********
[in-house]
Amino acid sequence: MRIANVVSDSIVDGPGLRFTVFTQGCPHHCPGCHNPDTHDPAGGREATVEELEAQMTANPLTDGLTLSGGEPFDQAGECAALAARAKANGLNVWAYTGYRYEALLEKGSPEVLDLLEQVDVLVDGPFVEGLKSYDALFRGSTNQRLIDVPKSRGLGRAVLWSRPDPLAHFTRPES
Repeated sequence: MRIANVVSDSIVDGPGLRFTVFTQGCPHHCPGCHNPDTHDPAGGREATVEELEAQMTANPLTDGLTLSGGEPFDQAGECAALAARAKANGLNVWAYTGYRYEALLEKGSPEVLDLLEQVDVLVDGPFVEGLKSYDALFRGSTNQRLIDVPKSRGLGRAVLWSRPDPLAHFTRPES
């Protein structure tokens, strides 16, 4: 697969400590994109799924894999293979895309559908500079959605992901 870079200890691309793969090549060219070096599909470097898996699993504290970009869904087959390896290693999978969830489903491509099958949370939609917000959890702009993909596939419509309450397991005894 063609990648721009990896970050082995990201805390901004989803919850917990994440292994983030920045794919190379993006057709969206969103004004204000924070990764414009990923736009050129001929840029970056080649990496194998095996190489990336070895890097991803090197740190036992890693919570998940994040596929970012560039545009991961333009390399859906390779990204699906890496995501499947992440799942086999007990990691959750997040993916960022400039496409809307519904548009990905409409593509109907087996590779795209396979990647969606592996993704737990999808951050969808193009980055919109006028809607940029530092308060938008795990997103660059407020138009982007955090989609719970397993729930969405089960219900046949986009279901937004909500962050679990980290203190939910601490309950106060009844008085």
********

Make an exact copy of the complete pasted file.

[in-house]
Amino acid sequence: MRIANVVSDSIVDGPGLRFTVFTQGCPHHCPGCHNPDTHDPAGGREATVEELEAQMTANPLTDGLTLSGGEPFDQAGECAALAARAKANGLNVWAYTGYRYEALLEKGSPEVLDLLEQVDVLVDGPFVEGLKSYDALFRGSTNQRLIDVPKSRGLGRAVLWSRPDPLAHFTRPES
Repeated sequence: MRIANVVSDSIVDGPGLRFTVFTQGCPHHCPGCHNPDTHDPAGGREATVEELEAQMTANPLTDGLTLSGGEPFDQAGECAALAARAKANGLNVWAYTGYRYEALLEKGSPEVLDLLEQVDVLVDGPFVEGLKSYDALFRGSTNQRLIDVPKSRGLGRAVLWSRPDPLAHFTRPES
């Protein structure tokens, strides 16, 4: 697969400590994109799924894999293979895309559908500079959605992901 870079200890691309793969090549060219070096599909470097898996699993504290970009869904087959390896290693999978969830489903491509099958949370939609917000959890702009993909596939419509309450397991005894 063609990648721009990896970050082995990201805390901004989803919850917990994440292994983030920045794919190379993006057709969206969103004004204000924070990764414009990923736009050129001929840029970056080649990496194998095996190489990336070895890097991803090197740190036992890693919570998940994040596929970012560039545009991961333009390399859906390779990204699906890496995501499947992440799942086999007990990691959750997040993916960022400039496409809307519904548009990905409409593509109907087996590779795209396979990647969606592996993704737990999808951050969808193009980055919109006028809607940029530092308060938008795990997103660059407020138009982007955090989609719970397993729930969405089960219900046949986009279901937004909500962050679990980290203190939910601490309950106060009844008085």